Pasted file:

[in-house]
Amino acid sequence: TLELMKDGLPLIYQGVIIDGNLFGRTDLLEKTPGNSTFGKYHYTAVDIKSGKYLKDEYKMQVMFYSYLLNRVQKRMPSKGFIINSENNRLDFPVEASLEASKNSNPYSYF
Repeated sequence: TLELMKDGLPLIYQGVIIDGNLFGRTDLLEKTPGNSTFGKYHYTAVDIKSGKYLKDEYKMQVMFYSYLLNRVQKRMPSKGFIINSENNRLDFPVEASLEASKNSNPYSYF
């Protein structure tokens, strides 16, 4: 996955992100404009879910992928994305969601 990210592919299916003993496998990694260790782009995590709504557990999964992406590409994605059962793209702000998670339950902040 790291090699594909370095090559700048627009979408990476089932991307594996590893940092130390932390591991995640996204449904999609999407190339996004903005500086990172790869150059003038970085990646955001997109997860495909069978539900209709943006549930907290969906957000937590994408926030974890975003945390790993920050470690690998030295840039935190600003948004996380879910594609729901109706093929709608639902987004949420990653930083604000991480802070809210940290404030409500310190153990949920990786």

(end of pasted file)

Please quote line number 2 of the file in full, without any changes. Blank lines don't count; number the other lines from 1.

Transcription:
Amino acid sequence: TLELMKDGLPLIYQGVIIDGNLFGRTDLLEKTPGNSTFGKYHYTAVDIKSGKYLKDEYKMQVMFYSYLLNRVQKRMPSKGFIINSENNRLDFPVEASLEASKNSNPYSYF